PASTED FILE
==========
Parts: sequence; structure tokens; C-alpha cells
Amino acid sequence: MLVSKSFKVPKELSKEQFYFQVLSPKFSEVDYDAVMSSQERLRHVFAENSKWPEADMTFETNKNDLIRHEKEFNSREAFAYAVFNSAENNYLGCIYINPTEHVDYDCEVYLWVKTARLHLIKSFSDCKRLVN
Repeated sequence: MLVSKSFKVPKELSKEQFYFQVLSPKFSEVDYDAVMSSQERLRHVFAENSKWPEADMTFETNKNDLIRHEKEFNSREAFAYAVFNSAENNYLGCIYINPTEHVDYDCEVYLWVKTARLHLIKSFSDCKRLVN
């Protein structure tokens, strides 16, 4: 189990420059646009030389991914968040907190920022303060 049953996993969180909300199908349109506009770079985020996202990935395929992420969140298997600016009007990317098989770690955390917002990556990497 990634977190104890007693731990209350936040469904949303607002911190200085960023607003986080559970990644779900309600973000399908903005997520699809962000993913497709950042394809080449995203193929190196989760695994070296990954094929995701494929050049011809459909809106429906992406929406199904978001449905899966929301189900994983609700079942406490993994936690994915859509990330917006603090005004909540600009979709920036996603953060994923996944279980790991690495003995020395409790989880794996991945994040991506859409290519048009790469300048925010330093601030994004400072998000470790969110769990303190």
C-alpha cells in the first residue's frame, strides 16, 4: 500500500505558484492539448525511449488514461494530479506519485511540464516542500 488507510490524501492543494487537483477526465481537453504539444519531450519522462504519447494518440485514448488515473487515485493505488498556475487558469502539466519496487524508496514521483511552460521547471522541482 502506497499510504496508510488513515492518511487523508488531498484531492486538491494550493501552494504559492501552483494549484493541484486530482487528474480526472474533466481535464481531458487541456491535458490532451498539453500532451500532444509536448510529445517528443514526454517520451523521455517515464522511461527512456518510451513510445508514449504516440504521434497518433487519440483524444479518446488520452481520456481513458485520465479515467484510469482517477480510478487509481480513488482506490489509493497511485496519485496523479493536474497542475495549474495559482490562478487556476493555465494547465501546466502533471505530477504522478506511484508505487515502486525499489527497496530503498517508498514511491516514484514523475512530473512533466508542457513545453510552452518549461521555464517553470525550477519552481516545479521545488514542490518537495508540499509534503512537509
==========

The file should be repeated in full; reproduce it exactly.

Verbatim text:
Parts: sequence; structure tokens; C-alpha cells
Amino acid sequence: MLVSKSFKVPKELSKEQFYFQVLSPKFSEVDYDAVMSSQERLRHVFAENSKWPEADMTFETNKNDLIRHEKEFNSREAFAYAVFNSAENNYLGCIYINPTEHVDYDCEVYLWVKTARLHLIKSFSDCKRLVN
Repeated sequence: MLVSKSFKVPKELSKEQFYFQVLSPKFSEVDYDAVMSSQERLRHVFAENSKWPEADMTFETNKNDLIRHEKEFNSREAFAYAVFNSAENNYLGCIYINPTEHVDYDCEVYLWVKTARLHLIKSFSDCKRLVN
């Protein structure tokens, strides 16, 4: 189990420059646009030389991914968040907190920022303060 049953996993969180909300199908349109506009770079985020996202990935395929992420969140298997600016009007990317098989770690955390917002990556990497 990634977190104890007693731990209350936040469904949303607002911190200085960023607003986080559970990644779900309600973000399908903005997520699809962000993913497709950042394809080449995203193929190196989760695994070296990954094929995701494929050049011809459909809106429906992406929406199904978001449905899966929301189900994983609700079942406490993994936690994915859509990330917006603090005004909540600009979709920036996603953060994923996944279980790991690495003995020395409790989880794996991945994040991506859409290519048009790469300048925010330093601030994004400072998000470790969110769990303190």
C-alpha cells in the first residue's frame, strides 16, 4: 500500500505558484492539448525511449488514461494530479506519485511540464516542500 488507510490524501492543494487537483477526465481537453504539444519531450519522462504519447494518440485514448488515473487515485493505488498556475487558469502539466519496487524508496514521483511552460521547471522541482 502506497499510504496508510488513515492518511487523508488531498484531492486538491494550493501552494504559492501552483494549484493541484486530482487528474480526472474533466481535464481531458487541456491535458490532451498539453500532451500532444509536448510529445517528443514526454517520451523521455517515464522511461527512456518510451513510445508514449504516440504521434497518433487519440483524444479518446488520452481520456481513458485520465479515467484510469482517477480510478487509481480513488482506490489509493497511485496519485496523479493536474497542475495549474495559482490562478487556476493555465494547465501546466502533471505530477504522478506511484508505487515502486525499489527497496530503498517508498514511491516514484514523475512530473512533466508542457513545453510552452518549461521555464517553470525550477519552481516545479521545488514542490518537495508540499509534503512537509